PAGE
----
Anyone who knows me, knows I am an eclectic and voracious reader, a writer/author, a book coach, editor, and writing mentor/teacher. In short, I am a word-nerd. I also like to affiliate with supportive people and organizations. I have loved words since the days when, in...
Just Announced: Brick Cave Media will be hosting a Zoom Panel June 30 with Sharon A Skinner and Louise Robertson: Can You Separate the Writer From the Work: With Louise Robertson & Sharon Skinner. RSVP Required, and you can RSVP and receive additional details here: https://brickcavemedia.com/event/can-you-separate-the-writer-from-the-work-with-louise-robertson-sharon-skinner/ ...
Sharon Skinner to serve as Arizona State Library Writer-in-Residence at Tempe Library, Feb.-April 2019
The Writers-in-Residence program promotes writing in communities by connecting local, professional authors to serve as Writers-in-Residence at local libraries. Writers-in-Residence spend time at the library during their residency composing new works and providing education for community members. Writers can get expert advice on writing by registering for...
My new year of writing and teaching is off to a great start. On January 6th, I signed an agreement with the Arizona State Library Association to become the 2017 Summer Writer in Residence at Scottsdale Public Library. I will be providing a series of six creative...
Plot points, crisis, and climax, oh my! I have been reading up on plotting, taking a deep dive into process and techniques, attempting to distill the information that others have provided in books like The Plot Whisperer by Martha Alderson, Plot and Structure by James Scott Bell, Building Better Plots by Robert Kernen, and The Plot Thickens by Noah Lukeman into something that I can easily absorb and make part of my ingrained writing process and inform my teaching process, as well.
This is not the first time I have delved into plot at this level. A couple of years ago, I published an essay about plot called “Plot Isn’t Just a Four-Letter Word,” You can find it on line here for free.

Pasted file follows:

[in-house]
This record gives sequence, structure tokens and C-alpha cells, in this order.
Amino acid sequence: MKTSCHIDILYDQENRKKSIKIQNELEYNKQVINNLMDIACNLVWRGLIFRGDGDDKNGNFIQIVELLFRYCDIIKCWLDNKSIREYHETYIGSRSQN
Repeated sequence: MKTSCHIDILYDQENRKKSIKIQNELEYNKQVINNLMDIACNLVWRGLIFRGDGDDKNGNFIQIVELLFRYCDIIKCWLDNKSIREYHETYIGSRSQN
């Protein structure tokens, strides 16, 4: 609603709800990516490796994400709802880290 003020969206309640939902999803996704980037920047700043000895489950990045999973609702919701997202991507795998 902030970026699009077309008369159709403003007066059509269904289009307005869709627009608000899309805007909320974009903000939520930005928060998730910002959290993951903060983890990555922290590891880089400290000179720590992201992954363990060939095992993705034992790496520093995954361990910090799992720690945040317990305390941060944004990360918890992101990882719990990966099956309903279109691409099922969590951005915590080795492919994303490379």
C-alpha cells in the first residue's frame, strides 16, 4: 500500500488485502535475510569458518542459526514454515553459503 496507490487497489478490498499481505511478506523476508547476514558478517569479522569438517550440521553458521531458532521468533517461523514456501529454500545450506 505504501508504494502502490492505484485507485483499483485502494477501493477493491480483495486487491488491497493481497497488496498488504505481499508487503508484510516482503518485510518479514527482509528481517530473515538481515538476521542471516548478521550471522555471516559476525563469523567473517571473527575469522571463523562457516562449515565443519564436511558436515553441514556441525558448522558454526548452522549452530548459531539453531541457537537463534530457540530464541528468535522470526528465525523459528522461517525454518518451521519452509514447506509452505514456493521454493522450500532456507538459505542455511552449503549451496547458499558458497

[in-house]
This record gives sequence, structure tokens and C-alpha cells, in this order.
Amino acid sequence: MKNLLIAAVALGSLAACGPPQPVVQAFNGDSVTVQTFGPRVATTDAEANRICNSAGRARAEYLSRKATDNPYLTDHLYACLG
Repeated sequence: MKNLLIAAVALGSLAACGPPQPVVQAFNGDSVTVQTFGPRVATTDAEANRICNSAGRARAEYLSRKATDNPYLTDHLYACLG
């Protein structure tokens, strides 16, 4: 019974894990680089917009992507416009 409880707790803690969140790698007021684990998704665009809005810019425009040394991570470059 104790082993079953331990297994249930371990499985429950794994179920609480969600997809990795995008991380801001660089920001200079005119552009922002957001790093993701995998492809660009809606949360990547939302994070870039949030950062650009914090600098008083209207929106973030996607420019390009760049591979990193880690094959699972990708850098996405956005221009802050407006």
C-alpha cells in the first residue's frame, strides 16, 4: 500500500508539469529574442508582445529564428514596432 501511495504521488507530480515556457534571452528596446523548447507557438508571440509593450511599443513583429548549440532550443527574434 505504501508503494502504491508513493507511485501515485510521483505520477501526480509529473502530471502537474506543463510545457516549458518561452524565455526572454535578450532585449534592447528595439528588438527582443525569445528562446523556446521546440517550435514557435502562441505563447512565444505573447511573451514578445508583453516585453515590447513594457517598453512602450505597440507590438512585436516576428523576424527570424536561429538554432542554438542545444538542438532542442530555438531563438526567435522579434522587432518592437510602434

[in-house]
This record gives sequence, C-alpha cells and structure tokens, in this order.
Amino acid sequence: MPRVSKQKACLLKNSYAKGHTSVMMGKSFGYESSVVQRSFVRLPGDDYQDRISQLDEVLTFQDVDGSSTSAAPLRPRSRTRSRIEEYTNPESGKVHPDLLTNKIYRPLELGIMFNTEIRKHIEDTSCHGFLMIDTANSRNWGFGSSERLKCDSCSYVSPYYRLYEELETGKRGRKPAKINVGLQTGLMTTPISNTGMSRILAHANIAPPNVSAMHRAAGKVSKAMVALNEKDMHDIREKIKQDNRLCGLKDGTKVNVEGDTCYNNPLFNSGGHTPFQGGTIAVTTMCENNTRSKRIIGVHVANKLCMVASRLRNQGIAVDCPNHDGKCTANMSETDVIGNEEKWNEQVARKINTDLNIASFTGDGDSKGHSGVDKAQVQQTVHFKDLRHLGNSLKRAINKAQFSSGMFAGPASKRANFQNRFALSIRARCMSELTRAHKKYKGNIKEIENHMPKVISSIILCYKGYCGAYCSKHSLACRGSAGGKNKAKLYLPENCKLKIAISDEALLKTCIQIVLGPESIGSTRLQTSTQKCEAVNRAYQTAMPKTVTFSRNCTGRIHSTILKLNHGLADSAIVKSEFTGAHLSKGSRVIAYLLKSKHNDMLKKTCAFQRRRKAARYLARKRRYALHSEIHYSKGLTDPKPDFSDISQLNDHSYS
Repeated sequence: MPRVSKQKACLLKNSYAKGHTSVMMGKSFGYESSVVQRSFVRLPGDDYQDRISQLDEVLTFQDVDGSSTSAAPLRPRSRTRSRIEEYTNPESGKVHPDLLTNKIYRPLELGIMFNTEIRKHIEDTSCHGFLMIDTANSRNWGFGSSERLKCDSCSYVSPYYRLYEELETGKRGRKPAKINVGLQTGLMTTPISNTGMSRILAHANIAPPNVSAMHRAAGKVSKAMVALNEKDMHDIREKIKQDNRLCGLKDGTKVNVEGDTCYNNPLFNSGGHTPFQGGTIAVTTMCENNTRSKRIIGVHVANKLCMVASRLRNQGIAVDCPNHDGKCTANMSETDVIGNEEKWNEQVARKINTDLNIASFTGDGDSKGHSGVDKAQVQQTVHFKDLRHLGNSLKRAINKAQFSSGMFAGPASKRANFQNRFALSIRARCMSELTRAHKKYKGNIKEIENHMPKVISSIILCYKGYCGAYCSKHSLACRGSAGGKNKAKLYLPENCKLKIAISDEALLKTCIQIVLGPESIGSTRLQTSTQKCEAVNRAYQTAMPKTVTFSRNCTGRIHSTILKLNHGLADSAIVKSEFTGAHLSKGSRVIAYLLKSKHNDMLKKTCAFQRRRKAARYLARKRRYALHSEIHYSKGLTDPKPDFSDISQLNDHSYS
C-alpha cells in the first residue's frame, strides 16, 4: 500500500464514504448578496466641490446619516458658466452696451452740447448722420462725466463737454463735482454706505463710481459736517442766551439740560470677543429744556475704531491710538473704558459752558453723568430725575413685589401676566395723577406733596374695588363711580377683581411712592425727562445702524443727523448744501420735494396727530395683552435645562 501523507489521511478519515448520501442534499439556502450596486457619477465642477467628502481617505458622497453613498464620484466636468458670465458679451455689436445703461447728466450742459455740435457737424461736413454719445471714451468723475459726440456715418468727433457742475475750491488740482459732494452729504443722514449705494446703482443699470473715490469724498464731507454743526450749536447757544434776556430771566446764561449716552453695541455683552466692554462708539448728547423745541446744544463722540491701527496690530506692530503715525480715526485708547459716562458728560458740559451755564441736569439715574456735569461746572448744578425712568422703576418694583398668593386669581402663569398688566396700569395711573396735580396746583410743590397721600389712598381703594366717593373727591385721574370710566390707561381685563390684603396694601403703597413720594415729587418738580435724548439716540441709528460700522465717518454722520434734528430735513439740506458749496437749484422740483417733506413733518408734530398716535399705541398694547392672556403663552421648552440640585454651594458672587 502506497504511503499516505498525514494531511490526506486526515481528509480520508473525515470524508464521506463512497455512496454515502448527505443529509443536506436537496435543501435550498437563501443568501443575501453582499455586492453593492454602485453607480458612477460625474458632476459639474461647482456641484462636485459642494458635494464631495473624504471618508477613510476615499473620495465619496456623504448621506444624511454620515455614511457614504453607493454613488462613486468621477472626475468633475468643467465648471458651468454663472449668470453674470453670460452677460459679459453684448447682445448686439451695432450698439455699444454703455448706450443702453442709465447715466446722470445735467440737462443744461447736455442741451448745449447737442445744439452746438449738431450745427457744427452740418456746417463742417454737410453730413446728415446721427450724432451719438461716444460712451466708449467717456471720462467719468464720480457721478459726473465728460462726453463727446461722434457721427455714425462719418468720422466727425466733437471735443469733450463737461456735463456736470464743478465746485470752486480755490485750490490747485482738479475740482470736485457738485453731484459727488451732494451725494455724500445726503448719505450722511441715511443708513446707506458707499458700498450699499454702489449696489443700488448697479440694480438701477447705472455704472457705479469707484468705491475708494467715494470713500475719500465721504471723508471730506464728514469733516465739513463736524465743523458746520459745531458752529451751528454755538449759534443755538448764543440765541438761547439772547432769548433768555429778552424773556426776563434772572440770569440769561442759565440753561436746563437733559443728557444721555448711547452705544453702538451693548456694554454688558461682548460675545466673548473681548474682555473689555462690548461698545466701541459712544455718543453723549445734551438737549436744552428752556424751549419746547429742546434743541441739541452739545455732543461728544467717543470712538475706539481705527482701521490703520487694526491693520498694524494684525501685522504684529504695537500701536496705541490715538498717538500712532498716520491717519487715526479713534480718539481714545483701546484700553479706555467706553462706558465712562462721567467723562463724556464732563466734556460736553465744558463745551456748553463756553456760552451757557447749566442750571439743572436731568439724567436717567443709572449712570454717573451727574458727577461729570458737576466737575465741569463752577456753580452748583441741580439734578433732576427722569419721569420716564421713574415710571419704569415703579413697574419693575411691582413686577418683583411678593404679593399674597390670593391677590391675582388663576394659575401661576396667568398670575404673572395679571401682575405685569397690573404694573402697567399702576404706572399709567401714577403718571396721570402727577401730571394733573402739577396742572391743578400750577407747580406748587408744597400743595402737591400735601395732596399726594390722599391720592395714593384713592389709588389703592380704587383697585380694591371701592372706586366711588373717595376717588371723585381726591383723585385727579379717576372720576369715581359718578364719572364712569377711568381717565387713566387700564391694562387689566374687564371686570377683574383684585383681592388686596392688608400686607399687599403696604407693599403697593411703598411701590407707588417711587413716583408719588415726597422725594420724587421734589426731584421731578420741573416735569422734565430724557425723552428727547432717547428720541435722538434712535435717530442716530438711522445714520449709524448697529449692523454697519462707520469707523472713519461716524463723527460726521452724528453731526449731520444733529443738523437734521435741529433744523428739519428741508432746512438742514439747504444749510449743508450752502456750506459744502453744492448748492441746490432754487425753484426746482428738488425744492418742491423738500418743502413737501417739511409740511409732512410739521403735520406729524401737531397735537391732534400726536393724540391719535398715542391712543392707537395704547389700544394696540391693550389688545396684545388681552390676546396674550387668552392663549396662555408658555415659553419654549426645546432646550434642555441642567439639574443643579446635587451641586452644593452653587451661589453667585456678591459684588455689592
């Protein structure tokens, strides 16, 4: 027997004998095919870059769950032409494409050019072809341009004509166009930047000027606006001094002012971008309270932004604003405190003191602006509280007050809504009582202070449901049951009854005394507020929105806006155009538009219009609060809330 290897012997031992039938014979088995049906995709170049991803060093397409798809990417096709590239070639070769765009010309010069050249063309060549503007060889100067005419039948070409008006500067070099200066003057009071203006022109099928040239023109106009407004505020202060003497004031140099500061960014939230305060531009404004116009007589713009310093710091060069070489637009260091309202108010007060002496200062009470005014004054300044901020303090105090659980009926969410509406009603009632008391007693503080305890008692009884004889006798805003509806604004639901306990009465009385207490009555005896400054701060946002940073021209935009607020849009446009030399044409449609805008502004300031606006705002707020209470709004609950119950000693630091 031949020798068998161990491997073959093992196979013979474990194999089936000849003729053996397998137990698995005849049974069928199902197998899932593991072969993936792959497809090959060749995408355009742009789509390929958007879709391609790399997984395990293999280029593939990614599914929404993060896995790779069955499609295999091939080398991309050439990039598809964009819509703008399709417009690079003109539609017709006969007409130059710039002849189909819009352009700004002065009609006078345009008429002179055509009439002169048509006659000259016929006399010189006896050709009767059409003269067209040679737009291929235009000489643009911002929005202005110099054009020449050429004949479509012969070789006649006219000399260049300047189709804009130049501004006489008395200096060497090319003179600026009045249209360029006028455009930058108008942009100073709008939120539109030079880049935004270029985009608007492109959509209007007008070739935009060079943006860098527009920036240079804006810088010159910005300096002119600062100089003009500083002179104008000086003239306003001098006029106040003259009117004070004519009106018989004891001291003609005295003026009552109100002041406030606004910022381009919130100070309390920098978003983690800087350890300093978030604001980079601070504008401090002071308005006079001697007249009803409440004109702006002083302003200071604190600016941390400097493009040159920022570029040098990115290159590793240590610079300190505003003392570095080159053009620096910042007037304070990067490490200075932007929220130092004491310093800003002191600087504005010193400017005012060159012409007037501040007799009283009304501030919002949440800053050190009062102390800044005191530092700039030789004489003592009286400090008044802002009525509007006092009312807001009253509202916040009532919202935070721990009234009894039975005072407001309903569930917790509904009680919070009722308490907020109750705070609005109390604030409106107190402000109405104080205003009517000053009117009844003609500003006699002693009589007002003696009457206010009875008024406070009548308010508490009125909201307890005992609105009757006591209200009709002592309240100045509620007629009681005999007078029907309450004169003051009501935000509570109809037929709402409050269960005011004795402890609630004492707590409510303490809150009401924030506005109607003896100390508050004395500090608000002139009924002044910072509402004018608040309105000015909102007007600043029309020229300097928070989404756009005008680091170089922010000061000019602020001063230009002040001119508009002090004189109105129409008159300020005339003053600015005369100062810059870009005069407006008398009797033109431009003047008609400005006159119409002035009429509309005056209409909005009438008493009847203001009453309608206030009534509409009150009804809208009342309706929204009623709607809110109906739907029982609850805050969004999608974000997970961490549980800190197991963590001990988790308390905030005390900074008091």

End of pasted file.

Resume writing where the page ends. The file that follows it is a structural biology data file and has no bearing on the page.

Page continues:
When writing, I start from character, not simply because I think it’s a great place to start—although, for me, it’s mostly character engagement that keeps me reading (or writing) a book or story—but more so because that’s just the way my brain works.
So, when describing the landscape/creating the setting for the book, everything I see is filtered through the eyes of my characters. This is a huge plus in developing voice and for showing the character’s emotional journey, because the world the reader sees is from the perspective of the characters living in and experiencing it.
Making emotional connections through writing is always at the top of my list of goals, whether I am writing poetry or prose.
When I tell people I am a writer, I get the usual questions and responses. “What have you published?” “Someday, I’ll write something.” “I wish I had time to write.”
For me, writing isn’t something I want to have done. It’s something I need to do, and not just “when I have the time.”
I have been writing for years, in journals, on napkins and little scraps of paper, hoping to reach out and touch someone with my words, hoping to connect, and always finding some understanding of my own feelings and emotions.